05-29-2011, 04:20 PM
  #5
Foal
Quote:
Originally Posted by budgirl123    
my 17.2 irish draught drags me around with a pelham in.
Thats my point... if the horse has the mentality just to go... then it will just go... regardless of the bit.... as you have just said :)
     
    05-29-2011, 04:23 PM
  #6
Weanling
Quote:
Originally Posted by budgirl123    
a pelham doesn't have to be that harsh it depends on what kind you get...
You can get a pelham that's is very harsh or you can get a happy mouth one
But either way it provides more leverage so when asking for the downward transition you can use the curb rein
My 17.2 irish draught drags me around with a pelham in.
Yes, but when the horse is already running through the bit, I don't think adding a harsher bit is the solution. I would agree with you to add a bit more breaks were it just a matter of needing the horse to slow down a bit and listen more, but this horse is obviously beyond that-it doesn't appear to be listening at ALL. The horse needs more training, not more force. Putting a bigger bit in is just going to make her even more hard-mouthed when she figures out she can run through this one too.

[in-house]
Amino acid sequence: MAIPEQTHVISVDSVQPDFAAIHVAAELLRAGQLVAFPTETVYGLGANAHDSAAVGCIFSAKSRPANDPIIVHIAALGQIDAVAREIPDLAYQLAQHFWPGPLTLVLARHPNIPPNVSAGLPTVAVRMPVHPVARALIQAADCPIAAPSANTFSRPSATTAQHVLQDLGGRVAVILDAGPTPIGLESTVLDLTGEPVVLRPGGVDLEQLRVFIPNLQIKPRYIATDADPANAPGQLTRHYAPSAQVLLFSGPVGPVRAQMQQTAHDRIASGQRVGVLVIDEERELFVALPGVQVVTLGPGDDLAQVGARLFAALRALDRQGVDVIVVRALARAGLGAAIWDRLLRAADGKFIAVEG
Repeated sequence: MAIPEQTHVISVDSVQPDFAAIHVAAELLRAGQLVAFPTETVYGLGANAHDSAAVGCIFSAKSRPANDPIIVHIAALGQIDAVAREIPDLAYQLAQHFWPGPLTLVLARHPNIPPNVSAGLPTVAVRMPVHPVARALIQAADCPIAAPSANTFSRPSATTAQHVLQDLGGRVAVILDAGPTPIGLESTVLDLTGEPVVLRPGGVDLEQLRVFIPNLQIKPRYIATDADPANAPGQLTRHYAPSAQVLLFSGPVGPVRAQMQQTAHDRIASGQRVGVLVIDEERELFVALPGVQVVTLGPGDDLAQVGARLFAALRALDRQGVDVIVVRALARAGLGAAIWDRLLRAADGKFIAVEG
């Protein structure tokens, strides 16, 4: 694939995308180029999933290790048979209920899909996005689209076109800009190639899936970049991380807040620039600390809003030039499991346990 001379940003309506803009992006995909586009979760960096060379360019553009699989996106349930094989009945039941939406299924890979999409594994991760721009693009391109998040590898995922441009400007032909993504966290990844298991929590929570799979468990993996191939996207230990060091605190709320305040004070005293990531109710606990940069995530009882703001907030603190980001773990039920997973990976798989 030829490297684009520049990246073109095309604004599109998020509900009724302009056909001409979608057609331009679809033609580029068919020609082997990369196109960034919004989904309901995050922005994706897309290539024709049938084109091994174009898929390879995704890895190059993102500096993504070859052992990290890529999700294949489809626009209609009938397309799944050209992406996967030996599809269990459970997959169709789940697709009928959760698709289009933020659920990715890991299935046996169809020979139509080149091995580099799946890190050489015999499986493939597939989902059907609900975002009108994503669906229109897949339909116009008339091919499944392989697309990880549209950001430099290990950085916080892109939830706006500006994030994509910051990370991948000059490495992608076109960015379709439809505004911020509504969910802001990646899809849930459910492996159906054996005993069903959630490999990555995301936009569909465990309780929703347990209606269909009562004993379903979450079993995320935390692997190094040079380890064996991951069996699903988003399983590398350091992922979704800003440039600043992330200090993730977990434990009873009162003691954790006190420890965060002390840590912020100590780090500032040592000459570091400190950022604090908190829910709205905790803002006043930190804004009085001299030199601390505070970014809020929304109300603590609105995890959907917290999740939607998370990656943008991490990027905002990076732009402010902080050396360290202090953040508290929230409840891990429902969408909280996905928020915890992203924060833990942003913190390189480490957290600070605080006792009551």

But sorry OP, I don't have any advice for you. I'm sure someone else will.
     
    05-29-2011, 04:23 PM
  #7
Trained
Quote:
Originally Posted by budgirl123    
snaffle bit?! That's the simplest kind of bit
I recommend a pelham
They give a lot more leverage and if used correctly you can use the curb rein for downward transitions my horse is the same way! Ahah
And you can run your horse into the fence if you can't stop...thats what I do it helps! Even though it seems mean they will get the message

No no no!

The point is to have them go in the simplest bit possible. Leverage bits can be used on finished horses with finess, but bits are not brakes!

As already mentioned, if he is running through your snaffle, there's nothing stopping him from running through a pelham or any other bit.

Training is your answer. Get him stopping at the walk, then bring him to the trot. Lots of transitions.

Can you tell me what you do when you ask him to stop?
NikkasGurl likes this.